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The $9 Billion Witness: Meet JPMorgan Chase’s Worst Nightmare

Just like in the days leading up to the financial crisis of 2008, the big banks (who merely received a slight tap on the wrist for fraud and criminality) are at it again issuing sub-prime loans. This time they are pushing auto-loans to anyone who shows up with a pulse and able to hold a pen to sign on the dotted line. And hold tight as they are finally loosening standards yet again getting ready to make a 3% down-payment acceptable for a mortgage.

The reality of our present situation is that nothing since then has really been fixed. The symptoms have been papered over and made to look all better. Banks that were insolvent in 2007-2008 are in worse shape now and even more levered-up. The talking heads and the Mainstream Media have done a fine job of distracting and soothing the people into thinking all is well. Before getting too involved in our present dilemma, let’s focus on some of the fraud and corruption that has gotten us to this point.

JPMorgan whistleblower Fleischmann to Max Keiser

Alayne Fleischmann, a former lawyer at JPMorgan Chase, whose testimony helped secure a $13 billion fine for the bank, says that most big-time fraudsters have got away scot-free, and claims that only continued public interest can ensure they are punished.

In 2006, Fleischmann worked in a team that repackaged individual home loans as securities. She witnessed a host of violations, including never-to-be-repaid subprime loans being mis-sold as reliable investments, helping to heat the market that sparked the worldwide financial crisis in 2008.

For years, she has been communicating her testimony to investigators, only to see the authorities and other companies strike deals with the rule-breaking giants, meaning that the public never got to hear about the specifics of the rampant infringements at JPMorgan Chase. She did, however, help the RMBS Working Group, a mortgage fraud task force set up in 2012, to extract the biggest fine in banking history – $13 billion (it has since been surpassed by Bank of America’s $17 billion fine for similar offenses). But JPMorgan’s chief executive since 2004, Jamie Dimon, has not resigned, and the company itself is in rude health, registering profits of nearly $18 billion last year.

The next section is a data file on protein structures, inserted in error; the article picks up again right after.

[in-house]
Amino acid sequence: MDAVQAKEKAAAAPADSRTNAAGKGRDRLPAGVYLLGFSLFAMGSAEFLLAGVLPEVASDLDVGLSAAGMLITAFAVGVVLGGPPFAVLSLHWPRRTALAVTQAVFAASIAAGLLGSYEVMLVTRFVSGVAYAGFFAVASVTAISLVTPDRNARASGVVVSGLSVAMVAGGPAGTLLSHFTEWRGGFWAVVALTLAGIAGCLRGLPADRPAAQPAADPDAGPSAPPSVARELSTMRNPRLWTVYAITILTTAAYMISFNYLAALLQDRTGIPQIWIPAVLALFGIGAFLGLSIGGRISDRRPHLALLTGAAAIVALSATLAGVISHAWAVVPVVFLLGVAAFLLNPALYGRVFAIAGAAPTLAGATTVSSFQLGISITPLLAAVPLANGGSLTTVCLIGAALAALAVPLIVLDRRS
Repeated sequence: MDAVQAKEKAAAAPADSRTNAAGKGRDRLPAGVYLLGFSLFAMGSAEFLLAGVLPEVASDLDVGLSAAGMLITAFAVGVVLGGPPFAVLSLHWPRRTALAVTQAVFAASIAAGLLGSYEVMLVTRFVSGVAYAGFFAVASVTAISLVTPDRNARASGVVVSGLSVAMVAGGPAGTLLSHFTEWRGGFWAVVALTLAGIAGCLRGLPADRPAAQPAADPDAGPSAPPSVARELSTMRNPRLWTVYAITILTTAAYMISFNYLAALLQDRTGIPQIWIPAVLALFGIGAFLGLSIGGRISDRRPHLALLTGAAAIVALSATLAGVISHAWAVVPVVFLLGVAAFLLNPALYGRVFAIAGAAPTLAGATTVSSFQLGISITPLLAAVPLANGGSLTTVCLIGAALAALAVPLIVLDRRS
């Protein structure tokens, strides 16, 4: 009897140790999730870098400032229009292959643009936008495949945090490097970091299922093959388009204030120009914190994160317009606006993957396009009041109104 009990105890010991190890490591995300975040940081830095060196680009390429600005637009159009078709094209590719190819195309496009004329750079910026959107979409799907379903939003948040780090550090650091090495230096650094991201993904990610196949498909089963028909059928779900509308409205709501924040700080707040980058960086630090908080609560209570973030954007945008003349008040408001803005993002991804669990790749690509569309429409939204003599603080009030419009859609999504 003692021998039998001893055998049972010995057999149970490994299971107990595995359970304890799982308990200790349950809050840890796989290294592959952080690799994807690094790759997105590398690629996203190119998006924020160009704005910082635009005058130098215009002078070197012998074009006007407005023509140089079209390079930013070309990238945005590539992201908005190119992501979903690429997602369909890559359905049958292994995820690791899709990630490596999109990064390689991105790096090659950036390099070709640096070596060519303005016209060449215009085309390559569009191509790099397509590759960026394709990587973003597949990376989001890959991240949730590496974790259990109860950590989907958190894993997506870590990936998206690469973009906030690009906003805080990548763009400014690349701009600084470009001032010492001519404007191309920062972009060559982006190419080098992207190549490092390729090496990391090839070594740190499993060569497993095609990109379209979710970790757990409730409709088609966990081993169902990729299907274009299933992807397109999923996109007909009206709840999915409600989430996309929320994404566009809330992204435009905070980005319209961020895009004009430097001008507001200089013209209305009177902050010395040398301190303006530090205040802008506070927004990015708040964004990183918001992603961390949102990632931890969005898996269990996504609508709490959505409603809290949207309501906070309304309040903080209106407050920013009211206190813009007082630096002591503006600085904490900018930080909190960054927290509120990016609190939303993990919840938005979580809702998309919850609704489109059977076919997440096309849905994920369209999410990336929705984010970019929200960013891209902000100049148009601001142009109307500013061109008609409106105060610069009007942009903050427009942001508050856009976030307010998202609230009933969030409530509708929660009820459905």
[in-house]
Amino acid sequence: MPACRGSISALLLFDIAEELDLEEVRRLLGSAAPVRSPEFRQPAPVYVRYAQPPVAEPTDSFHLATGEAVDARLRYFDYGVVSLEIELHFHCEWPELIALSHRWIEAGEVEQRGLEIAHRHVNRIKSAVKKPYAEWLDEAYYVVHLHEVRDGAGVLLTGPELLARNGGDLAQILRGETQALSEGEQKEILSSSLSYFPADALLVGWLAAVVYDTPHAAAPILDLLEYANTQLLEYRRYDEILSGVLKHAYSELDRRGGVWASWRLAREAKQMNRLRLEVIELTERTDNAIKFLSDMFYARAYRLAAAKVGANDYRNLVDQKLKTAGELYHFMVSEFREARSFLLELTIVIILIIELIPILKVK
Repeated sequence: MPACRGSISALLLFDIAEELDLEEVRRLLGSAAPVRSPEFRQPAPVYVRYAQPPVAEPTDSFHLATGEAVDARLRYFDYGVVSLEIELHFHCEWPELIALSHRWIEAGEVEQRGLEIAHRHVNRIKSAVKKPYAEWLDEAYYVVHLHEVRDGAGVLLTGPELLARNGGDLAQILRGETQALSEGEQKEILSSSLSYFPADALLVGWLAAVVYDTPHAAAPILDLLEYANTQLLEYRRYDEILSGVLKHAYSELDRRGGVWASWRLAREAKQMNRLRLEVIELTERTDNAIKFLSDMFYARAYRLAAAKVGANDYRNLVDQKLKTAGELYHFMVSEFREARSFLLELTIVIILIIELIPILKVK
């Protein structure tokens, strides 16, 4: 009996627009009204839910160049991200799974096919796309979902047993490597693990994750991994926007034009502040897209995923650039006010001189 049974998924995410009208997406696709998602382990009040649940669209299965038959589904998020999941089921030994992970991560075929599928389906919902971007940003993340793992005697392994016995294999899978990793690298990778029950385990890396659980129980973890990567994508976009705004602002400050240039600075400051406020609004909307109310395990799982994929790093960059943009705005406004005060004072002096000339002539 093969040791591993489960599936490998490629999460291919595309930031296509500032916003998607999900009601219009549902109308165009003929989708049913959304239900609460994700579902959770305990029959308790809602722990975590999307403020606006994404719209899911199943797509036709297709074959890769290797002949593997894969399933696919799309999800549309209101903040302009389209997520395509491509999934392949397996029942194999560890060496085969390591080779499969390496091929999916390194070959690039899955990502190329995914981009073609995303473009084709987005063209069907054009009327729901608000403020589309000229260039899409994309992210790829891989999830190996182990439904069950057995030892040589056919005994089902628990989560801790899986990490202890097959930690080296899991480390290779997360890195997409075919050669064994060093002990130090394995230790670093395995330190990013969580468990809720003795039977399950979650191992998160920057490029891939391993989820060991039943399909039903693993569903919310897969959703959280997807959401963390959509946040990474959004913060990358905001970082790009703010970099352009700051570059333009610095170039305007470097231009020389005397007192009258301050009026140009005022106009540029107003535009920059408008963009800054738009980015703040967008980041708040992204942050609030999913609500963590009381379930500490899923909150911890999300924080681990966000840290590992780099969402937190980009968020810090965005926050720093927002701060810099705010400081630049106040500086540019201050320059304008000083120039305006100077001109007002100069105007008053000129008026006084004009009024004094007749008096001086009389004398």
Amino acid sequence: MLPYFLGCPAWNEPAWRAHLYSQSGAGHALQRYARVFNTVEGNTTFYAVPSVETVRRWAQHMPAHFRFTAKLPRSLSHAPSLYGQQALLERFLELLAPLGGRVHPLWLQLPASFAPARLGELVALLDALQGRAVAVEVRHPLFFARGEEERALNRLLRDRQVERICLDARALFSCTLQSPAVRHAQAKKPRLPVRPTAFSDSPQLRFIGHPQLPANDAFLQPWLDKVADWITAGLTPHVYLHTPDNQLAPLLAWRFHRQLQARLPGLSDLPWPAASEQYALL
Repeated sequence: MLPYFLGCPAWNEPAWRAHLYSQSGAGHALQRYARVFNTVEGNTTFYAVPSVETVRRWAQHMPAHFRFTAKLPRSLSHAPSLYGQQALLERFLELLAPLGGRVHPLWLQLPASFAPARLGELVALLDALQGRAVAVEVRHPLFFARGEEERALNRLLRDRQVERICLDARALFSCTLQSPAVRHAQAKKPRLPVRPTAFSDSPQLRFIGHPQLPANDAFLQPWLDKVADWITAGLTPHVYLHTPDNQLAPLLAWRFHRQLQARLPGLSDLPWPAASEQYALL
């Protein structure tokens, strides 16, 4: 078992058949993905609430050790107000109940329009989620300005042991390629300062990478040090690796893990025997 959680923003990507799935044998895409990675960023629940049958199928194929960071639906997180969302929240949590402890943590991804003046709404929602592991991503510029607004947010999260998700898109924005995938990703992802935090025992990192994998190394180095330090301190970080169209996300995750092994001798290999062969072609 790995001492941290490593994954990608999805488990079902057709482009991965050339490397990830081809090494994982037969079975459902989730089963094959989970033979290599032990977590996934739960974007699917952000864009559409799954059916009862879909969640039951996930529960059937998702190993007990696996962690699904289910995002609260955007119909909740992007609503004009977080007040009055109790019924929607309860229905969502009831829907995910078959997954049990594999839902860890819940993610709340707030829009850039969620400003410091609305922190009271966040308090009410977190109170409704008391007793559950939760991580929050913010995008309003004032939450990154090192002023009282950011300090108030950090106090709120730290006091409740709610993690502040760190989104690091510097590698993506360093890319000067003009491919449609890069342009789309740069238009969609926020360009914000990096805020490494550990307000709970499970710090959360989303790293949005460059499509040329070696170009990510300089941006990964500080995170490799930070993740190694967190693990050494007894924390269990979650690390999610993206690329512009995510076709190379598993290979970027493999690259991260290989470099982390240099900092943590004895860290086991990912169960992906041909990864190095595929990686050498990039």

Here’s the Must-Hear interview with Max Keiser on Keiser Report on RT

Fleischmann outed herself to Matt Taibbi, a campaigning journalist at Rolling Stone. The currently unemployed lawyer believes that Dimon and others in the industry can still be made to pay for their evident crimes….

After graduating from Cornell Law School and working for top-tier legal firms, the Canadian-born Fleischmann was hired as a transaction manager by the biggest US bank in 2006. Her job was to supervise the quality of the mortgages the bank bought and bundled into securities, which were to be sold to other financial institutions, such as pension funds.

Almost straight away, she noticed things amiss. Her new superior, a diligence specialist, was meant to shine a light on any suspicious mortgage packages – instead he was more focused on leaving no paper trail for a potential prosecution….

She also became dubious about the quality of the products JPMorgan Chase was selling. A particular issue was with $900 million worth of loans that came in a package from the mortgage company GreenPoint.

Forty percent of the loans appeared to have been made on overstated incomes, including Fleischmann’s most memorable example of a manicurist who claimed to have an income of $117,000 a year – more than five times the national average…

As a result of JP Morgan’s decision to sell these loans despite knowing they were defective, Taibbi said Americans suffered dramatically.

“Everyone who bought them experienced massive losses,” he told Thom Hartmann.“What a lot of people don’t understand in the financial crisis is that if you have a pension, or you were involved in a mutual fund or your state’s retirement fund was invested in mortgage backed securities, you probably woke up at some point in late 2008 and noticed that 30 to 40 percent of that fund had disappeared. In large part, this was because banks like Chase and other companies were selling these defective products to investors, and they were experiencing massive defaults and massive losses.”

• source: RT.com

Meet the woman JPMorgan Chase paid one of the largest fines in American history to keep from talking

By  | November 6, 2014

She tried to stay quiet, she really did. But after eight years of keeping a heavy secret, the day came when Alayne Fleischmann couldn’t take it anymore.

“It was like watching an old lady get mugged on the street,” she says. “I thought, ‘I can’t sit by any longer.'”

Fleischmann is a tall, thin, quick-witted securities lawyer in her late thirties, with long blond hair, pale-blue eyes and an infectious sense of humor that has survived some very tough times. She’s had to struggle to find work despite some striking skills and qualifications, a common symptom of a not-so-common condition called being a whistle-blower….

Fleischmann is the central witness in one of the biggest cases of white-collar crime in American history, possessing secrets that JPMorgan Chase CEO Jamie Dimon late last year paid $9 billion (not $13 billion as regularly reported – more on that later) to keep the public from hearing.

Back in 2006, as a deal manager at the gigantic bank, Fleischmann first witnessed, then tried to stop, what she describes as “massive criminal securities fraud” in the bank’s mortgage operations….

Six years after the crisis that cratered the global economy, it’s not exactly news that the country’s biggest banks stole on a grand scale. That’s why the more important part of Fleischmann’s story is in the pains Chase and the Justice Department took to silence her.